For most Australians human trafficking and slavery takes place in faraway places or behind the blacked out windows of sex businesses. It is a shock to learn that human trafficking and slavery happens right here in Australia and affects a much broader group of people.
I have supported men, women and young people subjected to forced labour, servitude and women deceptively recruited into slave-like marriages. These experiences are devastating, traumatic and a gross violation of human rights.
Government agencies and community service organisations have identified and uncovered slavery-like practices in many different sectors of the economy right here in Australia. These include, but are not limited to hospitality, construction, agriculture, manufacturing, domestic work, retail and even for the purpose of organ removal.
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This weekend one of the country’s biggest fundraisers, the Salvation Army Red Shield Appeal, was in full swing targeting $80 million. I have been a healthy skeptic of them and other faith-based charities.
I learned recently while doing research that little old ladies from the Salvos stay up all night manning the needle exchange on St Kilda’s infamous Grey St. When not reducing the risk of HIV infection, Flo and Dot are next door at the battered women’s shelter. There are thousands of other examples that show Christian workers doing good deeds without prejudice.
My research also took to me to Centrelink. They provide “welfare referrals” for those in crisis. I covered half of Sydney. In nearly every case, the only groups accepting those referrals were Christian. So while church-based charities may offend some people with their contribution to public policy, when it comes to what they do on the ground, it is hard to be offended. I haven’t seen too many secular groups driving the mobile soup kitchens.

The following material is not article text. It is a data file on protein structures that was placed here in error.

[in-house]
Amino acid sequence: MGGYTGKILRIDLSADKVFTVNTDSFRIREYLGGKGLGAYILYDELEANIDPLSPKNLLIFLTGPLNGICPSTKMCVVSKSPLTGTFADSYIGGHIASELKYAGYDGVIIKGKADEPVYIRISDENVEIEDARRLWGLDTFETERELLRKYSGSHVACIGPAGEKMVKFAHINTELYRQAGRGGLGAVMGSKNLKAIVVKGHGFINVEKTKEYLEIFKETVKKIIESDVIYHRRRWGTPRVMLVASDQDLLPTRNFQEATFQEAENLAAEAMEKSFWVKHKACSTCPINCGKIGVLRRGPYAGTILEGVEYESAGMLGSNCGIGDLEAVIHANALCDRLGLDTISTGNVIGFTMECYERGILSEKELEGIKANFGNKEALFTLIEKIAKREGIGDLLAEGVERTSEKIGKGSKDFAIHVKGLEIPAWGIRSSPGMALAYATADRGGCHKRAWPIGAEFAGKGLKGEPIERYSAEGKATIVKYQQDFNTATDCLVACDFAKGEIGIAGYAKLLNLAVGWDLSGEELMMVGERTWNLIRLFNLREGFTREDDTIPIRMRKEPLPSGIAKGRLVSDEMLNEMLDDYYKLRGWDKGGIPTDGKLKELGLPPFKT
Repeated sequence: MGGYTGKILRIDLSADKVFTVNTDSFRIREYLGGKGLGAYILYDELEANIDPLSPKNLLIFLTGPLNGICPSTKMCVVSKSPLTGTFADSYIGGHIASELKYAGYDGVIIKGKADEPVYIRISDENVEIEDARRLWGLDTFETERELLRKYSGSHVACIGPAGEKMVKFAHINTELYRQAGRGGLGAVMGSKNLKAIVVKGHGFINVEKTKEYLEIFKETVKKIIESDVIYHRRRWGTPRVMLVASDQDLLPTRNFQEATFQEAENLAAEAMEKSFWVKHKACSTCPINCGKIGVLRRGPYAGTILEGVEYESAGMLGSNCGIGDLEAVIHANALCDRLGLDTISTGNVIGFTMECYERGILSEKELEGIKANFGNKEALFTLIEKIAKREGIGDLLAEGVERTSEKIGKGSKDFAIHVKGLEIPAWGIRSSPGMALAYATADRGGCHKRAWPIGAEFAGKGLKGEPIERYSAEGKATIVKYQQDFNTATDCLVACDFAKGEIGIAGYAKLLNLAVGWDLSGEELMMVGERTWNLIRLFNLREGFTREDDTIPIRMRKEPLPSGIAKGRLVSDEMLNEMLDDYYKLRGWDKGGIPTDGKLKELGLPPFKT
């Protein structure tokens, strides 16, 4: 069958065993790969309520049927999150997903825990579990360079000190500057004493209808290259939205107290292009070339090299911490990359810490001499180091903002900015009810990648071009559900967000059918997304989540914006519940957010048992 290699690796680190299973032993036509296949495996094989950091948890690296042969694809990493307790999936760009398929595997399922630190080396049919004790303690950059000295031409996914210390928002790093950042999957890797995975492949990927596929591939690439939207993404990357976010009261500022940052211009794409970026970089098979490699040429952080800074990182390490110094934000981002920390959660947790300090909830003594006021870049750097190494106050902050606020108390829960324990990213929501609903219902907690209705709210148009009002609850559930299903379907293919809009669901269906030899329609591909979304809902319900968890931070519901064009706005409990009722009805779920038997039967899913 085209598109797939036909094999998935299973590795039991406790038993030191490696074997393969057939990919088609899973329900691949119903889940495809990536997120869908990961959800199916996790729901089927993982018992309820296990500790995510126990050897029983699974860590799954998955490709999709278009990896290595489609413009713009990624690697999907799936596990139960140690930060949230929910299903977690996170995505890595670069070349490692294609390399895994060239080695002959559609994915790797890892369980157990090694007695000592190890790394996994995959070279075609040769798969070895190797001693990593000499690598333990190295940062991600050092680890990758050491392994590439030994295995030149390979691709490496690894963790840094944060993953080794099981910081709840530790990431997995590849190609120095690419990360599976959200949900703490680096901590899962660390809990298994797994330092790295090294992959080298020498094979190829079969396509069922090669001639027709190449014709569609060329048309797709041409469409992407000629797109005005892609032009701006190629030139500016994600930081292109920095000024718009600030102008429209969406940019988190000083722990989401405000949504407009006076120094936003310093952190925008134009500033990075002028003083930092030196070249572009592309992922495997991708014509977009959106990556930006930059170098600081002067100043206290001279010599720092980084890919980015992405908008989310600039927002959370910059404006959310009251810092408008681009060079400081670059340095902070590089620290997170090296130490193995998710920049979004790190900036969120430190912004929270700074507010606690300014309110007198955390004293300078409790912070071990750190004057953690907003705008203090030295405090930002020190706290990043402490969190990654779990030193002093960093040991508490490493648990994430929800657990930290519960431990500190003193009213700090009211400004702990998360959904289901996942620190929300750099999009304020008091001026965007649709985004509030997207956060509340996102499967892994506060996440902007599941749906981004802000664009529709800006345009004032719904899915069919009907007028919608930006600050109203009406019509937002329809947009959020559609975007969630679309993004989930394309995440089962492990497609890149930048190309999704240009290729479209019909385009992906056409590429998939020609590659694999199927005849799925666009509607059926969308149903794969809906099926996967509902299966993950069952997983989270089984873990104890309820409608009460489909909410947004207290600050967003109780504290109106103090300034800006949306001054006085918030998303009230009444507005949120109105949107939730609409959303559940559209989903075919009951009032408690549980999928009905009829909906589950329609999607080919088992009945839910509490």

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The 2012 Salvation Army survey into the economic and social impact of cost of living paints a grim picture of life in Australia right now.
Even people with jobs and regular benefit payments are struggling to make ends meet. They can’t pay bills or send their kids to after school sport. And in the worst cases are forced to go without food and prescription medicine to keep their heads above water.
This is a modern crisis. And it’s growing. According to the Salvos the number of people relying on their charitable services increases every year. As the saying goes, thank god for the Salvos. But just how sustainable is this band-aid approach to financial stress?
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Throughout the global financial crisis, the spending habits of populations around the world have been scrutinised and stimulated as a key driver in restoring economic wellbeing. In fact, the performance of the retail sector remains one of the most commonly referred to indicators, precisely because it makes such a significant contribution to national GDP.
Many of you might be surprised to discover in this context that the GDP contribution of the non-profit sector in Australia is actually on a par with that of the retail industry.
Today, there are as many as 600,000 non-profit organisations in Australia that in 2007 contributed a staggering $43 billion to our GDP, up from $21 billion in 2000. If you incorporate the $15 billion imputed value of its 4.6 million volunteers, there’s no ignoring the fact that non-profits are major economic players.
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